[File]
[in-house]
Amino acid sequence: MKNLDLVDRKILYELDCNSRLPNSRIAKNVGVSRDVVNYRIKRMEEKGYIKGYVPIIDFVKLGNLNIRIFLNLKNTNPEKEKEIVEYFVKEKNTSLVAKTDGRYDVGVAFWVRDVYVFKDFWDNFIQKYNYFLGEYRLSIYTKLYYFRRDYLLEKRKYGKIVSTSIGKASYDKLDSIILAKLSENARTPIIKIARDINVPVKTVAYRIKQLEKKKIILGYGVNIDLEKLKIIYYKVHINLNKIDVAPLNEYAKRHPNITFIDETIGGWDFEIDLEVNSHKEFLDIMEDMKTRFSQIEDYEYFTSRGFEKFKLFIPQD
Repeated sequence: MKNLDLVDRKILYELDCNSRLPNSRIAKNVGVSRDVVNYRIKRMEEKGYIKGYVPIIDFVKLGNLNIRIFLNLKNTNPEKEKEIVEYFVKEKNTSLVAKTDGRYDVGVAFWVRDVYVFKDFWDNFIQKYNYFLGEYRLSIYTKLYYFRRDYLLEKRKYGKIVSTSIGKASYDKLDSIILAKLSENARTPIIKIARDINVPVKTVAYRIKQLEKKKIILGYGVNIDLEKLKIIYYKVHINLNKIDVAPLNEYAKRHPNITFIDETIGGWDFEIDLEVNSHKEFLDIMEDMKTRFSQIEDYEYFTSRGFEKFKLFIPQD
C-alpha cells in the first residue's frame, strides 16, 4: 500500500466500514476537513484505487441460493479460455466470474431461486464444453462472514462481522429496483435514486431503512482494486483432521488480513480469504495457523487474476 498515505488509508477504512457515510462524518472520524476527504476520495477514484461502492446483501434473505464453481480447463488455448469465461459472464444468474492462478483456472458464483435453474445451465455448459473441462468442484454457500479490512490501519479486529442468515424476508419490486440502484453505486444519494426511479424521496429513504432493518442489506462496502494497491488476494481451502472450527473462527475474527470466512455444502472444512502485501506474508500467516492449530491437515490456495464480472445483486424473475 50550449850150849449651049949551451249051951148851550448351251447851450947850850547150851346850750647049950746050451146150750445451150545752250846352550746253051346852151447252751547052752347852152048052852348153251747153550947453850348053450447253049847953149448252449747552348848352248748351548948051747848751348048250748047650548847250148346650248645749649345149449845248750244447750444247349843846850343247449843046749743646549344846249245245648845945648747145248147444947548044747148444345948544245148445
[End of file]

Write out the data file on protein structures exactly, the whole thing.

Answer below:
[in-house]
Amino acid sequence: MKNLDLVDRKILYELDCNSRLPNSRIAKNVGVSRDVVNYRIKRMEEKGYIKGYVPIIDFVKLGNLNIRIFLNLKNTNPEKEKEIVEYFVKEKNTSLVAKTDGRYDVGVAFWVRDVYVFKDFWDNFIQKYNYFLGEYRLSIYTKLYYFRRDYLLEKRKYGKIVSTSIGKASYDKLDSIILAKLSENARTPIIKIARDINVPVKTVAYRIKQLEKKKIILGYGVNIDLEKLKIIYYKVHINLNKIDVAPLNEYAKRHPNITFIDETIGGWDFEIDLEVNSHKEFLDIMEDMKTRFSQIEDYEYFTSRGFEKFKLFIPQD
Repeated sequence: MKNLDLVDRKILYELDCNSRLPNSRIAKNVGVSRDVVNYRIKRMEEKGYIKGYVPIIDFVKLGNLNIRIFLNLKNTNPEKEKEIVEYFVKEKNTSLVAKTDGRYDVGVAFWVRDVYVFKDFWDNFIQKYNYFLGEYRLSIYTKLYYFRRDYLLEKRKYGKIVSTSIGKASYDKLDSIILAKLSENARTPIIKIARDINVPVKTVAYRIKQLEKKKIILGYGVNIDLEKLKIIYYKVHINLNKIDVAPLNEYAKRHPNITFIDETIGGWDFEIDLEVNSHKEFLDIMEDMKTRFSQIEDYEYFTSRGFEKFKLFIPQD
C-alpha cells in the first residue's frame, strides 16, 4: 500500500466500514476537513484505487441460493479460455466470474431461486464444453462472514462481522429496483435514486431503512482494486483432521488480513480469504495457523487474476 498515505488509508477504512457515510462524518472520524476527504476520495477514484461502492446483501434473505464453481480447463488455448469465461459472464444468474492462478483456472458464483435453474445451465455448459473441462468442484454457500479490512490501519479486529442468515424476508419490486440502484453505486444519494426511479424521496429513504432493518442489506462496502494497491488476494481451502472450527473462527475474527470466512455444502472444512502485501506474508500467516492449530491437515490456495464480472445483486424473475 50550449850150849449651049949551451249051951148851550448351251447851450947850850547150851346850750647049950746050451146150750445451150545752250846352550746253051346852151447252751547052752347852152048052852348153251747153550947453850348053450447253049847953149448252449747552348848352248748351548948051747848751348048250748047650548847250148346650248645749649345149449845248750244447750444247349843846850343247449843046749743646549344846249245245648845945648747145248147444947548044747148444345948544245148445